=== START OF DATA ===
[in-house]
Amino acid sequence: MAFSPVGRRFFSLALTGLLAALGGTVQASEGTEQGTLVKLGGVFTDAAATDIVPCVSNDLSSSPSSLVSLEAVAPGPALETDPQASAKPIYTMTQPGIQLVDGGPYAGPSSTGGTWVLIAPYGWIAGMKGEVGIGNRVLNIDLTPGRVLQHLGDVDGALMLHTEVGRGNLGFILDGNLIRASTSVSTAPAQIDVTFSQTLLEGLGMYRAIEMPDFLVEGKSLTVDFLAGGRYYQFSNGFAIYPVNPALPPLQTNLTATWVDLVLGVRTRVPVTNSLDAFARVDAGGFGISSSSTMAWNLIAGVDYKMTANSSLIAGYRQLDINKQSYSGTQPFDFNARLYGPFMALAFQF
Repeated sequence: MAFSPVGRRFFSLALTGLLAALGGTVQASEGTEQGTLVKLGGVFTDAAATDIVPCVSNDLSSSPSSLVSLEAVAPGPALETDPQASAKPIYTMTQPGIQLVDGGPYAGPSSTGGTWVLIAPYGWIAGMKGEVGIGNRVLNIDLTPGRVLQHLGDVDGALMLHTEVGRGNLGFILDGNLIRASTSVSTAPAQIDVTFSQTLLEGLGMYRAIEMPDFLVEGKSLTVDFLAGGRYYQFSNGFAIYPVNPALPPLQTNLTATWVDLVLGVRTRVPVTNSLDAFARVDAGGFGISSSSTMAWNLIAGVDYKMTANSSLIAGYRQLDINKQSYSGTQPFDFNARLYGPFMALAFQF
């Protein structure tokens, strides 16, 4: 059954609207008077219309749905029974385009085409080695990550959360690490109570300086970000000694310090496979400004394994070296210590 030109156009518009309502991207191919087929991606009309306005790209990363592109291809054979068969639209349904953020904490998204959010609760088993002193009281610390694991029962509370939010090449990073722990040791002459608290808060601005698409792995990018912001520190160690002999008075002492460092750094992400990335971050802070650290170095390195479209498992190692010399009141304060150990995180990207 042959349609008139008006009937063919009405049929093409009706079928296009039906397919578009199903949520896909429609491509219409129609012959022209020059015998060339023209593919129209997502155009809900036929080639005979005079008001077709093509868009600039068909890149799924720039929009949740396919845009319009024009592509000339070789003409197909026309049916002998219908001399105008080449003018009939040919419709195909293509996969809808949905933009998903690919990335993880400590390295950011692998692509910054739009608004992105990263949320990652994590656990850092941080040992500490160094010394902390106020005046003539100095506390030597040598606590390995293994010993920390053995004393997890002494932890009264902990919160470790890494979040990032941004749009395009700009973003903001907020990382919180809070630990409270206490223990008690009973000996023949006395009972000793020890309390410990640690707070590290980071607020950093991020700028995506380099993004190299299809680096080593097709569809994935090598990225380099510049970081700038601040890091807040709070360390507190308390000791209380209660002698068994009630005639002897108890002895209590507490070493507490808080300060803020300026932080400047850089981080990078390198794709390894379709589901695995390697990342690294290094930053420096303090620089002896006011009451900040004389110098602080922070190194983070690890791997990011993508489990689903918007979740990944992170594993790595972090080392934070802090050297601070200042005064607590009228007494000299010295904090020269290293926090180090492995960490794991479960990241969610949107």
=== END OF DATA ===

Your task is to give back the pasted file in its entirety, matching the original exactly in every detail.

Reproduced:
[in-house]
Amino acid sequence: MAFSPVGRRFFSLALTGLLAALGGTVQASEGTEQGTLVKLGGVFTDAAATDIVPCVSNDLSSSPSSLVSLEAVAPGPALETDPQASAKPIYTMTQPGIQLVDGGPYAGPSSTGGTWVLIAPYGWIAGMKGEVGIGNRVLNIDLTPGRVLQHLGDVDGALMLHTEVGRGNLGFILDGNLIRASTSVSTAPAQIDVTFSQTLLEGLGMYRAIEMPDFLVEGKSLTVDFLAGGRYYQFSNGFAIYPVNPALPPLQTNLTATWVDLVLGVRTRVPVTNSLDAFARVDAGGFGISSSSTMAWNLIAGVDYKMTANSSLIAGYRQLDINKQSYSGTQPFDFNARLYGPFMALAFQF
Repeated sequence: MAFSPVGRRFFSLALTGLLAALGGTVQASEGTEQGTLVKLGGVFTDAAATDIVPCVSNDLSSSPSSLVSLEAVAPGPALETDPQASAKPIYTMTQPGIQLVDGGPYAGPSSTGGTWVLIAPYGWIAGMKGEVGIGNRVLNIDLTPGRVLQHLGDVDGALMLHTEVGRGNLGFILDGNLIRASTSVSTAPAQIDVTFSQTLLEGLGMYRAIEMPDFLVEGKSLTVDFLAGGRYYQFSNGFAIYPVNPALPPLQTNLTATWVDLVLGVRTRVPVTNSLDAFARVDAGGFGISSSSTMAWNLIAGVDYKMTANSSLIAGYRQLDINKQSYSGTQPFDFNARLYGPFMALAFQF
């Protein structure tokens, strides 16, 4: 059954609207008077219309749905029974385009085409080695990550959360690490109570300086970000000694310090496979400004394994070296210590 030109156009518009309502991207191919087929991606009309306005790209990363592109291809054979068969639209349904953020904490998204959010609760088993002193009281610390694991029962509370939010090449990073722990040791002459608290808060601005698409792995990018912001520190160690002999008075002492460092750094992400990335971050802070650290170095390195479209498992190692010399009141304060150990995180990207 042959349609008139008006009937063919009405049929093409009706079928296009039906397919578009199903949520896909429609491509219409129609012959022209020059015998060339023209593919129209997502155009809900036929080639005979005079008001077709093509868009600039068909890149799924720039929009949740396919845009319009024009592509000339070789003409197909026309049916002998219908001399105008080449003018009939040919419709195909293509996969809808949905933009998903690919990335993880400590390295950011692998692509910054739009608004992105990263949320990652994590656990850092941080040992500490160094010394902390106020005046003539100095506390030597040598606590390995293994010993920390053995004393997890002494932890009264902990919160470790890494979040990032941004749009395009700009973003903001907020990382919180809070630990409270206490223990008690009973000996023949006395009972000793020890309390410990640690707070590290980071607020950093991020700028995506380099993004190299299809680096080593097709569809994935090598990225380099510049970081700038601040890091807040709070360390507190308390000791209380209660002698068994009630005639002897108890002895209590507490070493507490808080300060803020300026932080400047850089981080990078390198794709390894379709589901695995390697990342690294290094930053420096303090620089002896006011009451900040004389110098602080922070190194983070690890791997990011993508489990689903918007979740990944992170594993790595972090080392934070802090050297601070200042005064607590009228007494000299010295904090020269290293926090180090492995960490794991479960990241969610949107």